The season can stretch from October to June, you’re away from your family and friends and the schedule is relentless. In baseball, a visiting team is in town for several days. Football teams fly in Friday or Saturday and split after the game. In the NBA, every day is spent in one of two places: the air or the gym.
That’s why any team that travels has to form a brotherhood. During an NBA season, the team is your family.
Though neither will admit that they have a “brotherly” relationship, Cavalier vets Anthony Parker and Anderson Varejao can’t help but fess up to becoming inseparable road dogs.
The two Cavalier starters sit near each other on the team bus, team plane and in the locker room. They get dinner after road games. They’re even together on the numerical roster.
One other constant is that they almost never stop breaking one another’s chops.
During one bus trip during the Cavs recent road trip, Varejao and Parker continued an ongoing (raucous) argument over the Euroleague superiority of Barcelona vs. Maccabi Tel Aviv. Cavaliers player development assistant Jordi Fernandez came to Anderson’s aid, while Omri Casspi sided with A.P.
It’s hard to tell who won the argument, other than Andy closed it out with the best line – teasing A.P. about his inflated success in Europe: “He’ll tell you he won three Euroleague Championships and was the MVP four times.”
Parker has any number of Andy’s antics to poke fun at. Varejao’s personality is as fun and lively (and sometimes insane) as he is on the court.
For all the ribbing they give each other, there’s also a strong bond – one that began when Zydrunas Ilgauskas was still manning the middle for the Cavs.
“A good friend of mine from when I played in Europe, Sarunas Jasikevicius, he was friends with Andy in Barcelona – and he and Z were best friends,” explained A.P. “So I kind of already knew that I would hit it off with him. And he’s just a good guy. We clicked.”
On this one, Varejao agreed.
“We have a pretty good relationship,” said the Wild Thing. “It’s been like that since he got in Cleveland. Before, it was me, him and Z. And now it’s more like me and him. We like the same stuff; we’re both big ‘family’ guys.”
Parker explained the genesis of their friendship.
“I think it started with going to dinners after games,” Parker began. “That’s big in Europe. After games, everybody gets together and goes to eat together. And that’s something that I did in Toronto with the guys, and Andy’s big on that. That’s how it started – Andy and me going to dinner after games with Z on the road.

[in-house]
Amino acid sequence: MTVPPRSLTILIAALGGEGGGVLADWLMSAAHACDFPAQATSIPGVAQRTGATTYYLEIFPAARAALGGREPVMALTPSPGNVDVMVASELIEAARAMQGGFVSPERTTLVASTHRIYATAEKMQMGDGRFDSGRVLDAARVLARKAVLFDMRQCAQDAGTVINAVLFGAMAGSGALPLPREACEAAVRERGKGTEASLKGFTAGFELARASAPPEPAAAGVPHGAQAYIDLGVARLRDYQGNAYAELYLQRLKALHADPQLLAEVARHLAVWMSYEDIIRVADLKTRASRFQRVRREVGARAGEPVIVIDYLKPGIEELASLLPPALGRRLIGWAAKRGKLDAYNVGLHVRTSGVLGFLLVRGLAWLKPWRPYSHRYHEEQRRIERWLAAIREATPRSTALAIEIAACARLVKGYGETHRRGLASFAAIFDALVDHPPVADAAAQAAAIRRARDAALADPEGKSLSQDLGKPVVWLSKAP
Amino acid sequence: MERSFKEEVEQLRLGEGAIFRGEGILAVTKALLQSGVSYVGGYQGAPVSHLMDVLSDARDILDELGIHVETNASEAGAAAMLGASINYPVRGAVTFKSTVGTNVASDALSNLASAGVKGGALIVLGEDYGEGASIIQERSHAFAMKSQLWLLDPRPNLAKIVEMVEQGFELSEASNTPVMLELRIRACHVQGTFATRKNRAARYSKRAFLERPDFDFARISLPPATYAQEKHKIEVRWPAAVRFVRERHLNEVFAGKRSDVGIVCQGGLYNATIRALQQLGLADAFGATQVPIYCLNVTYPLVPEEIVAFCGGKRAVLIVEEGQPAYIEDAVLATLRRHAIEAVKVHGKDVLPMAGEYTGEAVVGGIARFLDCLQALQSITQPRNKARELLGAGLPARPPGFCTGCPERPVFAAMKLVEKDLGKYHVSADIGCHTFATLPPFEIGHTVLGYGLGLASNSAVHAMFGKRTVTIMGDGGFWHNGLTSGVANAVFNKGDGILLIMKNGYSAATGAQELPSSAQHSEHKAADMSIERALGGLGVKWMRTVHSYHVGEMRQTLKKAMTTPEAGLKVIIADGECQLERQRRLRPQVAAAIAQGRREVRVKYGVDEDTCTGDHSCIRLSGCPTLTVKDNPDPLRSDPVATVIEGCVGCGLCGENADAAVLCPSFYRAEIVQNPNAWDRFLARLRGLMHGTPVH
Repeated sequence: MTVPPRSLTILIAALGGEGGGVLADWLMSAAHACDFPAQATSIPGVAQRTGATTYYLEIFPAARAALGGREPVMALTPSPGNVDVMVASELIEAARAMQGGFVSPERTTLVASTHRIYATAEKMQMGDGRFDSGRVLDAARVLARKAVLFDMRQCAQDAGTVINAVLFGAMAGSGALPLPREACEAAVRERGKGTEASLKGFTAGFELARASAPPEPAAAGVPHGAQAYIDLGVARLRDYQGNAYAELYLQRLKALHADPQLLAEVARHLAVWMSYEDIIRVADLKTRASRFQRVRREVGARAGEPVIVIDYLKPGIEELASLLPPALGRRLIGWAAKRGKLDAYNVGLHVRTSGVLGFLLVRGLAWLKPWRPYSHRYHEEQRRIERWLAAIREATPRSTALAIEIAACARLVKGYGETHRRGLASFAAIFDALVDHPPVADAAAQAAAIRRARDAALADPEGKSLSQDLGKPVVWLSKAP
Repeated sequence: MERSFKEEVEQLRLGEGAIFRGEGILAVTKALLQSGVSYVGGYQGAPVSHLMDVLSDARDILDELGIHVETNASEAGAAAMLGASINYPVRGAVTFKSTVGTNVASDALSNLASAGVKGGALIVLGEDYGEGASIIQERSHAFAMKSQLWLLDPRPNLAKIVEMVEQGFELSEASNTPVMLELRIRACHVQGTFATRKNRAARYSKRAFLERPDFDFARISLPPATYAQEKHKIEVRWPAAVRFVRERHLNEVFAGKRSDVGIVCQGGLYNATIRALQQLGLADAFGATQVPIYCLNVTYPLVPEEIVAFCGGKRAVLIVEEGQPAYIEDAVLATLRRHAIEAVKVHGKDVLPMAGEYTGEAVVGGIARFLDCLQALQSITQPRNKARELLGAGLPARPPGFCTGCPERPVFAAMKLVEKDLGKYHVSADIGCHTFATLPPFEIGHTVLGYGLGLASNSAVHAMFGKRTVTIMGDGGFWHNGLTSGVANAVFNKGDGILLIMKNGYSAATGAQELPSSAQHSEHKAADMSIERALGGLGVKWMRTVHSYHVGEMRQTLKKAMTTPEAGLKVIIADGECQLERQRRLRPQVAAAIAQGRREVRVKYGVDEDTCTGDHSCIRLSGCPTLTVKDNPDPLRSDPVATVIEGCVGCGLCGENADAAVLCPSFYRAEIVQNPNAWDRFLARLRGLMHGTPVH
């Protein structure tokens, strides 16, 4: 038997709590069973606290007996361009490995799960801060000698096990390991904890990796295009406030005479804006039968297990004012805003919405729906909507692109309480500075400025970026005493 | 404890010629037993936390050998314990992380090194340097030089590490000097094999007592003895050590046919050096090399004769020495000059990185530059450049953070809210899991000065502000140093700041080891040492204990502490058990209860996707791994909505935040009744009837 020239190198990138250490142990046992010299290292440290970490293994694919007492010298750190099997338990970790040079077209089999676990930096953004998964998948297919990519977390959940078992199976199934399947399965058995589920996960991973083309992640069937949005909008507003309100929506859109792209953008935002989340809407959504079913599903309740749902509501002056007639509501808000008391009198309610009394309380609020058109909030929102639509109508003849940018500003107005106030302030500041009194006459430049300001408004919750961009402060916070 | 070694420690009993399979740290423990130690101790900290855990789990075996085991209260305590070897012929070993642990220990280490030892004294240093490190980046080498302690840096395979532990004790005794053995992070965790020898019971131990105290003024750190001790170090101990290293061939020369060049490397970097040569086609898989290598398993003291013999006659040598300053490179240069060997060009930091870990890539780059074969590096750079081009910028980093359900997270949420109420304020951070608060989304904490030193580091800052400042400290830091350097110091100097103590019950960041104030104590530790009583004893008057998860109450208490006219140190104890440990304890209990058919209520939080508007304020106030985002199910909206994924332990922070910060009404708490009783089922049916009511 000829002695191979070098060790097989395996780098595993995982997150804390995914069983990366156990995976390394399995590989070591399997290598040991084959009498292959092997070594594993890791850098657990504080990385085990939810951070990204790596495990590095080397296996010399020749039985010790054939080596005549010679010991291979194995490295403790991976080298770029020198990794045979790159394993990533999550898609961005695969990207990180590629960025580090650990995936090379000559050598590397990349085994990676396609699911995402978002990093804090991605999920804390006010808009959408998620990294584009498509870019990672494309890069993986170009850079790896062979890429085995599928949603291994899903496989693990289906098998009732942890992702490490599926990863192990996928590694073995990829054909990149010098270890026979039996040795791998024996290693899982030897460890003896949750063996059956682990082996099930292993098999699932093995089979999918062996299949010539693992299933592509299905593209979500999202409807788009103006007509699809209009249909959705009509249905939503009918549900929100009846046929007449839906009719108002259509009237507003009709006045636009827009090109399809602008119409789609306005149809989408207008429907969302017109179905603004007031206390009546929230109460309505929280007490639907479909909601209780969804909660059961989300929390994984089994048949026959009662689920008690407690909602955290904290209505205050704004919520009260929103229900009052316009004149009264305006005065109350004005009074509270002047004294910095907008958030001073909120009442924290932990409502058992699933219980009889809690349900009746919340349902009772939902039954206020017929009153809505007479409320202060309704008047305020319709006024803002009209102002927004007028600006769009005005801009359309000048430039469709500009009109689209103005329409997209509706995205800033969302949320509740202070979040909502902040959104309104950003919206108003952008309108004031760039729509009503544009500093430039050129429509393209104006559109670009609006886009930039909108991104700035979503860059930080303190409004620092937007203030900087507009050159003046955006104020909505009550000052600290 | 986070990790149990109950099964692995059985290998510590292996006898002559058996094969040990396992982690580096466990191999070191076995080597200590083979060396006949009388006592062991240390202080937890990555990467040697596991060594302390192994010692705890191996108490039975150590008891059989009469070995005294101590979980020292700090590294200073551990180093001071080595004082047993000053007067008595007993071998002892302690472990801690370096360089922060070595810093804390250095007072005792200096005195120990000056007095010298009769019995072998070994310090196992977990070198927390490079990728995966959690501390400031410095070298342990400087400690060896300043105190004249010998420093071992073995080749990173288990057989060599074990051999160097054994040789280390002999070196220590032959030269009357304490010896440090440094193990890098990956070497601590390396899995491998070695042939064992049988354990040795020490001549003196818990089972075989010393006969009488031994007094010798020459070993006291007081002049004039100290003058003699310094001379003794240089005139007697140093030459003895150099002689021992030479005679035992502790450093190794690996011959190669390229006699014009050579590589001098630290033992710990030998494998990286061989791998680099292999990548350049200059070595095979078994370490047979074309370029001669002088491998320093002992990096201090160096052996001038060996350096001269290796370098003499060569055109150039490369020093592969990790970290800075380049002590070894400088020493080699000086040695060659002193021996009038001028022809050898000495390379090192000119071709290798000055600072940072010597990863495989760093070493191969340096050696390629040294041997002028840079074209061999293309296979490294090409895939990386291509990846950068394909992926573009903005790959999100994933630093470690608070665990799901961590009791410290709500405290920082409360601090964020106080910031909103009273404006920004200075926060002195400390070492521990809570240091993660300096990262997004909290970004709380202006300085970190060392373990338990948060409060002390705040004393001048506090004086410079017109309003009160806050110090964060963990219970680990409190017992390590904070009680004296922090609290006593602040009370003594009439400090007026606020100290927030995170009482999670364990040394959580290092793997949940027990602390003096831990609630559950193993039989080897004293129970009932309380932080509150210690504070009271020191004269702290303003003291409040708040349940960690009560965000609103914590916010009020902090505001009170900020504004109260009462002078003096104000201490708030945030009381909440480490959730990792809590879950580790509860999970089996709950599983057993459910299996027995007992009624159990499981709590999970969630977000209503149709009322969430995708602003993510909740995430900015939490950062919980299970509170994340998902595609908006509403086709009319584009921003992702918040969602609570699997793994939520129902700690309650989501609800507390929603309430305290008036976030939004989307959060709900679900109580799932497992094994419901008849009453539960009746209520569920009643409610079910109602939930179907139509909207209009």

“And now, we’re starting to get a little crew together and we’ll go out to eat.”
Both players understand the international game, having both starred overseas. (All chop-busting aside, Parker did win three Euroleague titles and two straight MVPs.) Parker was with the Euroleague powerhouse Maccabi Tel Aviv from 2000 through 2002 and again in 2003 through 2006. He returned to the NBA with the Raptors the next season.
He’s been a local legend ever since.
Anderson and A.P. agree on another thing, but it’s something most of their teammates would: it’s a long season, and it helps to have a running mate just to mitigate the monotony and, many times, the pressure.
“It’s such a long year and you have to have something to take your mind off just basketball all the time,” said Parker. “We have a lot of jokes; watch a lot of the same shows. So, it’s good. It’s good to go out and get something to eat, laugh and take your mind off things for a bit. “
The show they’re now sharing is the sensational AMC show, “Breaking Bad.” A.P. is through Season 4 and ready for more. Anderson is just getting to know Heisenberg.
“It’s very important (to have a friend on the road) because the season is a long season … and having somebody around that you can talk about other stuff – maybe trying to forget basketball. It’s great because we’re going to practice or play every day and you have to take yourself away from basketball sometimes.”
The 36-year-old Parker is a married father of two boys. The 29-year-old Varejao is still a single man. Parker acknowledges that they’re “at different stages of their life.”
Both are now Wine and Gold fixtures although Anderson is the longest-tenured Cavalier on the roster. By early next season, he’ll enter the top ten of all-time Cavaliers on the games-played list. And he’s been a warrior in any number of playoff series.
But this article is about him, goofily bragging to Anthony Parker about how he’s going to eat at a restaurant that night and show off his locks for the place’s marketing purposes or A.P. chastising him for airing it out on the team bus.
And it’s about two men in a brotherhood, playing ball thousands of miles away from home.